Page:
DUI laws discussed during week 6 of Citizens Police Academy - WMBFNews.com, Myrtle Beach/Florence SC, Weather

DUI laws discussed during week 6 of Citizens Police Academy

MYRTLE BEACH, SC (WMBF) – Police officers taught students participating in the sixth week of the Myrtle Beach Citizens Police Academy about DUI laws.

Patrolman First Class Shon McCluskey and Master Corporal Orion Cozene taught the class. They explained a police officer must have reasonable suspicion that a driver is impaired in order to initiate at traffic stop. According to South Carolina law, that can be a result of a combination of drugs and/or alcohol that could materially and appreciably impair you while driving a motor vehicle.

Having a Blood Alcohol Composition of above 0.08 percent is considered illegal. But driving under the influence of illegal drugs, distracted with a phone or radio, or while taking prescription medication can also be considered driving impaired. The officers also described a scenario of pulling over a man who was driving erratically. It turned out he was diabetic and having a medical emergency. The officers emphasized they are here to help, so they handle each situation with discretion, but if you are driving impaired and are causing a danger to yourself and everyone else on the road, the police officer can take action to warn, cite, or arrest you.  

The purpose of the traffic division for the Myrtle Beach Police Department is to reduce traffic collisions and fatalities, and police officers do that by initiating traffic stops, educating drivers, writing tickets, and making arrests. But in order to stop you, that officer needs to have reasonable suspicion that you are impaired. So in the class, students learned these officers are looking for things like speeding, swerving in and out of a lane, wide turns, and other dangerous driving habits. That allows them to pull you over in order to see if in fact there's more to the story – if you are impaired, or if you need help, or if it was a simple mistake.

The officers and Jonny McCoy, a local attorney, all agree that staying calm will be the biggest help no matter what you're pulled over for.

"You almost have to prove to the officer on the roadside, who says he has you for suspicion of DUI, ‘Hey, this is where I was, this is where I came from, there's no possible way, and I'm on no prescription drugs," explains McCoy.

And McCoy says having all of this on camera is another way to make sure both you and the officer are protected.

"In the state of South Carolina, probable cause must be on camera," says McCoy. "Our statute has four requirements. That the probable cause be on video. That the Miranda warning be on video. The entire test must be on video. Meaning their feet, all the way up to their eyes, their head must be on the video. And then all the way down to the booking must be on video."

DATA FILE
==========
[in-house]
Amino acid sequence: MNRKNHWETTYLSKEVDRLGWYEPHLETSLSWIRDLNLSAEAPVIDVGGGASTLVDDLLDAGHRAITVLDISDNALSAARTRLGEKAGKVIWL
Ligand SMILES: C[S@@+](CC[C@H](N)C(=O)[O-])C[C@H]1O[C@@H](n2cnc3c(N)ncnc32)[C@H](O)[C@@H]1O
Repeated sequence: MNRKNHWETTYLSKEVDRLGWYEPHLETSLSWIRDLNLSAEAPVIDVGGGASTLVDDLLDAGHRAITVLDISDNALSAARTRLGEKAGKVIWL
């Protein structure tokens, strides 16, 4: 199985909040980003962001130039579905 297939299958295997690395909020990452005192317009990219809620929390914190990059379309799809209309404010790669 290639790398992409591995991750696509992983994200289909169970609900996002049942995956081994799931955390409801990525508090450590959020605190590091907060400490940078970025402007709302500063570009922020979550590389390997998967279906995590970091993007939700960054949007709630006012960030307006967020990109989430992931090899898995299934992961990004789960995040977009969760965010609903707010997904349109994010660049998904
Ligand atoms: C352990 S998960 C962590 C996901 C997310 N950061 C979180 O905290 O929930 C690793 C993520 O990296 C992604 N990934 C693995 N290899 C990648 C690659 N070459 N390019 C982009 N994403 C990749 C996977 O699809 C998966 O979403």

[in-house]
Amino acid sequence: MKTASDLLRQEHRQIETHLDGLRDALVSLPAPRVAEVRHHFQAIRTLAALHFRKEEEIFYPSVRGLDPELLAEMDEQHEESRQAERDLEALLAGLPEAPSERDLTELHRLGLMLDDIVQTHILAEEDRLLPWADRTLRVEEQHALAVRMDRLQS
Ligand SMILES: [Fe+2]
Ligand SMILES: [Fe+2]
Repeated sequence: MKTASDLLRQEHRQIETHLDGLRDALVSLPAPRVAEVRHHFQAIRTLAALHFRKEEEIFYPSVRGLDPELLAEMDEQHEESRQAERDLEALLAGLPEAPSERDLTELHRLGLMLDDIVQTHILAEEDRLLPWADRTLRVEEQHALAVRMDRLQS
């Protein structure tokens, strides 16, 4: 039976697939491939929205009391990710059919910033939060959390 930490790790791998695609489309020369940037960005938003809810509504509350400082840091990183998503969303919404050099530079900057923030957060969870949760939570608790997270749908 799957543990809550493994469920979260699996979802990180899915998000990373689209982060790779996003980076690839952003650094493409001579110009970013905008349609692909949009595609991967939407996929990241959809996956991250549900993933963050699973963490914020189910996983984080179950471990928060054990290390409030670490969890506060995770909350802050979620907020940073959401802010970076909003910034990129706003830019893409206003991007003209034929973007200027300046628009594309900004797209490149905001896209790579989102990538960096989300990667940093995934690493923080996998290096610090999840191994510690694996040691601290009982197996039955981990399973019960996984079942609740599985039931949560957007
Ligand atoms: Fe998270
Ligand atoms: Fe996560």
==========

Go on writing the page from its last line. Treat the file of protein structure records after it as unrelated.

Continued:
Before an officer can ever make an arrest, he or she must determine there is enough suspicion to stop the car, then observe the driver, then complete a field sobriety test. The Myrtle Beach Police Department follows the standard guidelines of a field sobriety test of a horizontal gaze nystagmus (also known as the eye test), walk and turn test, and one leg test. The officers may also ask a driver to count, recite part of the alphabet, and perform finger dexterity tests.

If you fail a field sobriety test, you may be asked to perform a breathalyzer test to measure your BAC. If you refuse, you will automatically be charged with DUI and your license will be administratively suspended for six months. If you blow above a 0.15 percent, you will be charged with DUI and your license will be administratively suspended for one month. If you blow below a 0.15 percent, you will be charged with DUI but your license will not be administratively suspended. In each situation, your criminal case may solidify or refute your charges, which could result in harsher penalties or a dismissal.

Myrtle Beach does uphold a Zero Tolerance policy for anyone under the age of 21 years old. If you are caught driving with a BAC of 0.02% or higher underage, your license will be suspended. According to the law, the limit is set at 0.02 percent because some individuals’ liver may create enough enzymes naturally that might trigger a BAC between 0.00 and 0.02 percent.

“Our state is tough on DUI’s,” says McCoy. “Whether or not people want to believe that or not. We just have a multitude of DUI’s in the Myrtle Beach area because people come here for entertainment purposes. I don’t think the police have it out for young individuals or that they have a quota. I think we got it right with our South Carolina laws.”

For a first offense, you could face a minimum fine of $1,000, a six-month suspension of your license, and at least 48 hours in jail. For a second offense, you could face a $2,000 fine, a one-year suspension of your license, and five days to one year in prison. For the third offense, you could face a $3,000 fine, a two-year suspension of your license, and 60 days to three years in prison. And for a fourth offense, you could have your license suspended permanently and face one to five years in prison.

The police officer must have probable cause to make an arrest. And according to the officers, it is a myth that police officers have to meet a quota of traffic tickets each month.

As a reminder, being impaired doesn't just mean you're drunk or under the influence of illegal drugs. Prescription drugs or a medical condition could impair your driving. A good rule of thumb is if the medical label on the prescription bottle warns you not to operate heavy machinery while taking the drug, you may be driving impaired with that in your system.

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